Despite the frequency with which the occurrence is reported in the press, the odds are that a hand in which each player comes up with a complete 13-card suit will happen once in 2,235,197,406,895,366,368,301,559,999 deals—a number so large that bridge players with the maximum exposure to the game know they will never see one even if they spend every day at the Cavendish Club from now until 2066. Yet tournament players did see a real oddity turn up during the Spring Nationals in Louisville. It would seem at first glance to be far less exciting than a perfect hand, yet I would venture to say that the odds on the combination of circumstances it entailed would be at least as great.
Nobody but nobody these days plays a hand in a contract of one club. In many social games a hand on which nobody bids higher than one of anything is often thrown in—a practice that is not legal, of course, but does enliven the game. In a tournament the chance that everybody will pass your one-club opening is shaved to a microscopic figure because your right-hand opponent is very unlikely to sell out to such a bid.
What happened in the Men's Team event in Louisville was a combination of a one-club contract with the rarest coup in bridge, one so rare that for many years it was known only as a problem hand and no one had actually seen it at the table. It is called a smother play and involves the strange situation in which a player with a seemingly sure trump trick is unable to make it good. This freakish set of circumstances occurred in the hand at right.
South, Paul Portnoy of St. Louis, opened with a slightly irregular one club. The book bid is one heart. Many players who detest opening four-card majors would bid one diamond. One no trump—an underbid—is worth a thought but might cause trouble in different circumstances. Not a few experts would prefer the club call since it gives partner the cheapest opportunity to bid and is the least likely bid to be passed out. Likewise, not a few players holding the North hand would have given a courtesy diamond response, even though North is indeed a point shy of the usual requirements. In this case, however. North passed. East must have paused for a moment, but he simply had too little to risk a vulnerable reopening bid. So one club was the contract, and West opened the 7 of diamonds.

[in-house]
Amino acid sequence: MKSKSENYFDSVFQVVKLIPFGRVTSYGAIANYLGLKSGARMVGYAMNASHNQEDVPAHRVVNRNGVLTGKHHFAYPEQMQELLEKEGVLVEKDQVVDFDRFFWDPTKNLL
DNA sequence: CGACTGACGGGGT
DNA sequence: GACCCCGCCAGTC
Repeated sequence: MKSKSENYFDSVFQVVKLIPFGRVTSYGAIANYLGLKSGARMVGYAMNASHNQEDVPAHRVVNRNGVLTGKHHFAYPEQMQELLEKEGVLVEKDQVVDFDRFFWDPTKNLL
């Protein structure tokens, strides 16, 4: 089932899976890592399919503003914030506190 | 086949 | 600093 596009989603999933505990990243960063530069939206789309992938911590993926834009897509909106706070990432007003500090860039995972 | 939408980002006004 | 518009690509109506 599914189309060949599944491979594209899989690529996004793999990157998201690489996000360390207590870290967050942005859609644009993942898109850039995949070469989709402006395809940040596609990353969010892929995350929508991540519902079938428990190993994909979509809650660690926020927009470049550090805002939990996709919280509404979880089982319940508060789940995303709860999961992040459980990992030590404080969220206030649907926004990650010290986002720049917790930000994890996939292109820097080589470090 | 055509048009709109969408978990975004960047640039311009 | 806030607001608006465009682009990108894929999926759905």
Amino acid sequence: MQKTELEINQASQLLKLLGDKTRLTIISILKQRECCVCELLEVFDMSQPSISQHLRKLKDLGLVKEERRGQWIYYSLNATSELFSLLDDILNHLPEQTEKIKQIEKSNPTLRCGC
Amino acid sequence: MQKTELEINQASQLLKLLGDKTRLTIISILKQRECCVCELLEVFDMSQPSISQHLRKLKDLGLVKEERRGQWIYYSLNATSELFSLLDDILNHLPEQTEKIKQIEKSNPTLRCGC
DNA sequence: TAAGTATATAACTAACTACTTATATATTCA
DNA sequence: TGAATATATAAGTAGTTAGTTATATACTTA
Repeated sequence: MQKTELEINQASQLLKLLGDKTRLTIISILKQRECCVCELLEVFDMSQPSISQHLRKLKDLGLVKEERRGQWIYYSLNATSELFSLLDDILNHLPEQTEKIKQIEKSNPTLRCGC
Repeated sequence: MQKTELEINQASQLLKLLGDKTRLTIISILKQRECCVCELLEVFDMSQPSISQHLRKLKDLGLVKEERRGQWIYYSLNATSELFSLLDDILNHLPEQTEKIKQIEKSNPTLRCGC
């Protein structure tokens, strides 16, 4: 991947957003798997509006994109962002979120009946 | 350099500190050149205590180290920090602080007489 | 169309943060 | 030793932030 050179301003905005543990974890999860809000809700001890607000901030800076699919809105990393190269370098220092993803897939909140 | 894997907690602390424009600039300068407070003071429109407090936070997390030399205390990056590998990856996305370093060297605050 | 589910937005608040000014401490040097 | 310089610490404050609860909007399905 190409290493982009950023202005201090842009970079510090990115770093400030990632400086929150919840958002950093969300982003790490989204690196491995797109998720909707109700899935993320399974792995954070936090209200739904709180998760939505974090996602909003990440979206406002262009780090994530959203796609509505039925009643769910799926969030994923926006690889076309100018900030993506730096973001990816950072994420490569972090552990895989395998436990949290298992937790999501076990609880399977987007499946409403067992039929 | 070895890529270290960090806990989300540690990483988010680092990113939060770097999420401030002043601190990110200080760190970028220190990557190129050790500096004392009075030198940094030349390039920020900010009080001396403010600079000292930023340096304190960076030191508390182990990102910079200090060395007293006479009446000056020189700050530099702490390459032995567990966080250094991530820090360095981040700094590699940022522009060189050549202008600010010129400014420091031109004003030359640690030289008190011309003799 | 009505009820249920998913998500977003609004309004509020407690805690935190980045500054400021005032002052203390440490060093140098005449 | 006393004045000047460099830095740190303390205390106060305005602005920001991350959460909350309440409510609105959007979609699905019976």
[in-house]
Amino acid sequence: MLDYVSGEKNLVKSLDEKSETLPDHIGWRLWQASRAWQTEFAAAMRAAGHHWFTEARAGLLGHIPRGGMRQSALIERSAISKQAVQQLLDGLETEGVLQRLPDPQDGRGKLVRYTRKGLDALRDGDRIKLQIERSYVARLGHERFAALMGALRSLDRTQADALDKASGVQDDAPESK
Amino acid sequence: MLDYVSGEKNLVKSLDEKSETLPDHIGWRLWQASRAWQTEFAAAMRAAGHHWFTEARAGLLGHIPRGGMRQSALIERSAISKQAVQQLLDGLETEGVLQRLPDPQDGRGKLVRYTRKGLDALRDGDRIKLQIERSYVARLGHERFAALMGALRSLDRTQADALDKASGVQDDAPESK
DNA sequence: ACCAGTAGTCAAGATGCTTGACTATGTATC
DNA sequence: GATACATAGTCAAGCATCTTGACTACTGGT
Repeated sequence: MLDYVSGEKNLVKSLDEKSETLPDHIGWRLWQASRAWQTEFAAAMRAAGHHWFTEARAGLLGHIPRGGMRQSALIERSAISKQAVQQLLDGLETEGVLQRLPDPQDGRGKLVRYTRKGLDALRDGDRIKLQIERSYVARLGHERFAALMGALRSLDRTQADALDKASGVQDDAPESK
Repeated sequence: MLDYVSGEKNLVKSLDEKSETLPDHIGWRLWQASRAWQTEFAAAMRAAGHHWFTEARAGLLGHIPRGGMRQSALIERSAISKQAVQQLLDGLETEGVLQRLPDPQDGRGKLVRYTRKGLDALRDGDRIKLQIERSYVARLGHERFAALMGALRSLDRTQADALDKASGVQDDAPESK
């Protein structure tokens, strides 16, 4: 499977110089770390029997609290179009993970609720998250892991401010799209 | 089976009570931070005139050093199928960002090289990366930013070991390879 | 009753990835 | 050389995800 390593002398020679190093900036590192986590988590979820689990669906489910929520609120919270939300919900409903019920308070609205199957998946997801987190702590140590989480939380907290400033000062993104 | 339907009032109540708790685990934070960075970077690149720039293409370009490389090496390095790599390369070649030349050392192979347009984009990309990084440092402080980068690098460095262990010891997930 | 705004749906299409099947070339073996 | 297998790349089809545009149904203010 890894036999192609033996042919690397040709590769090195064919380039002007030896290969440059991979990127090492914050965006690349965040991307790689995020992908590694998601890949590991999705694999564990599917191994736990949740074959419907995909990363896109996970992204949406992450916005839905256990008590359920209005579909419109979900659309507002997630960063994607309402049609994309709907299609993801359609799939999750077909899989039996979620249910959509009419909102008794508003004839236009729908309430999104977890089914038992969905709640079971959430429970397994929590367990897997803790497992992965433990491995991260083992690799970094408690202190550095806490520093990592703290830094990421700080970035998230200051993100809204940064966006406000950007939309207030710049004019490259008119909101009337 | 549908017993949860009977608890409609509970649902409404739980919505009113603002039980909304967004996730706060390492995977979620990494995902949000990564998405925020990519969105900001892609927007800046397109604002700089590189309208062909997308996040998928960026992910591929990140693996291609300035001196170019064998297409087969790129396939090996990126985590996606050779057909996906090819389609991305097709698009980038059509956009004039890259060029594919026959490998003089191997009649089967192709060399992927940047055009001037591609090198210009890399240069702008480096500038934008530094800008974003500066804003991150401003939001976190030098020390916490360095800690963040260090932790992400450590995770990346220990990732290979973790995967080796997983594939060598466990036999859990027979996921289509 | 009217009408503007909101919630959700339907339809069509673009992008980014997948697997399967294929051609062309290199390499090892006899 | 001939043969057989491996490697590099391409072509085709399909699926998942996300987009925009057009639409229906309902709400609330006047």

Declarer won the first trick with dummy's diamond queen in order to finesse the queen of hearts. This lost to West's king, and West continued with a diamond. South won, cashed his ace of hearts and trumped a heart in dummy. A low spade to South's queen was taken by West's ace, and West got out with a spade, won in dummy with the king. Declarer trumped dummy's remaining spade and led his fourth heart, trying for another ruff in dummy. However, West ruffed with the queen of clubs. West got out with a trump, won by East's ace, and East returned a third diamond, ruffed by West. The situation is shown below.
[— of Spades]
[— of Hearts]
[— of Diamonds]
[9 of Clubs]
[8 of Clubs]
[9 of Spades]
[6 of Spades]
[— of Hearts]
[— of Diamonds]
[— of Clubs]